Huawei ban is cold warriors' final stand
Updated 18:24, 18-Jan-2021
First Voice

Editor's note: CGTN's First Voice provides instant commentary on breaking stories. The daily column clarifies emerging issues and better defines the news agenda, offering a Chinese perspective on the latest global events.

World War II and the Space Race sparked two great leaps forward in U.S. technology and innovation.

Both of these fertile periods were fueled by massive federal spending. The technology that emerged from these periods, including radar, portable computers and solar cells, greatly contributed to the wealth and prestige of the U.S., and benefited all of mankind.

China is currently investing massive amounts of resources into developing its homegrown technology, as part of its efforts to become a strong, democratic, civilized, harmonious, and modern socialist country by 2049, the centenary of the founding of the People's Republic of China.

Unlike the Space Race, the U.S. is not responding by increasing its own innovation and outdoing its rival China.

Instead, the U.S. is trying to kneecap its rival with economic war. This is a losing strategy. Over the long term, the country with the biggest economy that invests the most in research and development will surely win.

China's investment in technology has become one of the primary sources of friction between the two nations under the Trump administration. The U.S., ignoring its own history, considers this investment to be an unfair trade subsidy.

Rather than increasing its own investment in R&D, or take its concerns to the World Trade Organization, the Trump administration decided to spark a trade war with China, which is spiraling into an all-out war against Chinese tech firms and the Chinese economy.

In this way, Trump and modern cold warriors in his administration hoped to contain China's inevitable rise as it matures into a developed country.

Intent on damaging the U.S.-China relationship as much as possible on the way out the door, the Trump administration most recently barred companies from supplying key components to the world's biggest mobile phone maker, telecom giant Huawei.

This ban is the latest chapter in U.S. efforts to pressure countries to refrain from using Huawei's next generation 5G mobile phone network technology.

A staff member tests the speed with a Huawei 5G mobile phone at Huawei 5G Innovation and Experience Center in London, Britain, January 28, 2020. /Xinhua

A staff member tests the speed with a Huawei 5G mobile phone at Huawei 5G Innovation and Experience Center in London, Britain, January 28, 2020. /Xinhua

Initially, the Trump administration put forward a fairly narrow case against Huawei, telling its allies that having a Chinese company install critical 5G telecom hardware represented a grave security threat.

Considering Edward Snowden's revelations of global snooping over telecom networks by Washington, U.S. warnings about Huawei had some initial plausibility.

However, Western security experts have repeatedly found the Huawei equipment has no backdoors or malicious code.

Huawei offered to license the technology to a U.S. firm, which could ensure it is implemented in a secure way. This offer was ignored.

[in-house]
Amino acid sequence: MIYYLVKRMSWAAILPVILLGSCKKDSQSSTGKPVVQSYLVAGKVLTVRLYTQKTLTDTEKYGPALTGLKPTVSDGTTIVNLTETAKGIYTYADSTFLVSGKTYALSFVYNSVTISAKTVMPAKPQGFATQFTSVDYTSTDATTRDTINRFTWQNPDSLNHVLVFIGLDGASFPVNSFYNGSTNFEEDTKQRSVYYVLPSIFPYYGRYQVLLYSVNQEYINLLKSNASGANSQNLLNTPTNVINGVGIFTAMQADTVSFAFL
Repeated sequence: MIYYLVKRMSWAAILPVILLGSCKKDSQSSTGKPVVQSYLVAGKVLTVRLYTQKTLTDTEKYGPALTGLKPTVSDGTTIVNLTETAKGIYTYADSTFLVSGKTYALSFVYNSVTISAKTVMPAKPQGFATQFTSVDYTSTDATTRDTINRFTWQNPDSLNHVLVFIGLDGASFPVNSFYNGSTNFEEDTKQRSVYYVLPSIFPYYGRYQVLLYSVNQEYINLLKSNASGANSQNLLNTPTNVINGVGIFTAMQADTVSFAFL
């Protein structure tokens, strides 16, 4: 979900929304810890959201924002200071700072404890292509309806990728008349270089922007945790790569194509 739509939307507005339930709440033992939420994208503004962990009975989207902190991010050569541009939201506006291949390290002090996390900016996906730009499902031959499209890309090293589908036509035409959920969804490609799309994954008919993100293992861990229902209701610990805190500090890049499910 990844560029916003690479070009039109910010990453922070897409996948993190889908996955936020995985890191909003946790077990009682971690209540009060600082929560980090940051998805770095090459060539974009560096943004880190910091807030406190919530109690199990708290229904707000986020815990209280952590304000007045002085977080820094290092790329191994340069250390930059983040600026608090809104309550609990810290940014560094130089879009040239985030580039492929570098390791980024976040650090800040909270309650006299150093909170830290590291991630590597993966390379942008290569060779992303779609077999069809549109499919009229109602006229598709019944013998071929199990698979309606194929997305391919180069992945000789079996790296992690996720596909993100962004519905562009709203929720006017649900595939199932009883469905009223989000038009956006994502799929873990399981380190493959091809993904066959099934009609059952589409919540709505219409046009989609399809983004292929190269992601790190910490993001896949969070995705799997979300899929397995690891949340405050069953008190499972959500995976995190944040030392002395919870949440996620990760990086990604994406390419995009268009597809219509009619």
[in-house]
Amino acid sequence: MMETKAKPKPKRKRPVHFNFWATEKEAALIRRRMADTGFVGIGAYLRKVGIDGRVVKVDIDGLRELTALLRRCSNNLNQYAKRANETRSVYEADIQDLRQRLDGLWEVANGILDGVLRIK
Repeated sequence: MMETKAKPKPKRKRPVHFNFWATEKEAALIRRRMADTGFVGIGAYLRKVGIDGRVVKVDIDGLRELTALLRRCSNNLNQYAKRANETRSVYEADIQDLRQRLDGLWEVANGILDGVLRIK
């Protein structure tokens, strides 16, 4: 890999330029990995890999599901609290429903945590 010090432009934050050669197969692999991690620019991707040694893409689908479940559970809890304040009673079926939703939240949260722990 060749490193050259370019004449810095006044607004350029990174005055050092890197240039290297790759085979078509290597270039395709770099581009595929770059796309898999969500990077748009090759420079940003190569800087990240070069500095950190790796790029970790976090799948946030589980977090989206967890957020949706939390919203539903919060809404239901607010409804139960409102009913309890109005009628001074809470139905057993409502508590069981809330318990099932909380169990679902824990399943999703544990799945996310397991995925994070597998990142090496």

The Trump administration's narrow case against Huawei has weakened over time, diluted as Washington declared war on a slew of other Chinese tech companies. For the U.S., simply being a Chinese company is reason enough to be blacklisted.

It is becoming clear that all of this is simply a part of Trump's effort to decouple the two nations' economies to contain the rise of China.

China has always considered the development of technology to be a core national security interest.

Ironically, Trump's aggressive actions prove China was not only right to invest in its own research, but this has become a matter of economic survival.

China has realized it needs to make its own microchips and other key components, or it will be vulnerable to further economic blackmail and sabotage. Beijing has redoubled its efforts to develop homegrown versions of key technology.

Trump's cold warriors wanted to weaken China's tech sector, but in response to their provocations China will develop even faster.

The Biden administration may choose to ignore Trump's last-minute acts of diplomatic vandalism. But whether it keeps these measures in place or not, China will keep pressing forward with its national investments in research and technology.

When China's economy matures, it should be more than four times greater than America's in scale because of the larger population.

Just as the U.S. eventually relied on its strong economy to bankrupt the Soviet Union, in the long-run, the U.S. will not be able to compete economically with the much larger China.

History will show the actions of Trump's cold warriors were a turning point that woke up China to the urgent need to invest even more in research and development, and focus on the primacy of its domestic economy to drive growth.

The U.S. can try to up its technology game, or pay the price for setting itself up as the enemy of China if it continues to blame others for its policy failures and resort to sabotage as its edge disappears forever.

(If you want to contribute and have specific expertise, please contact us at

Search Trends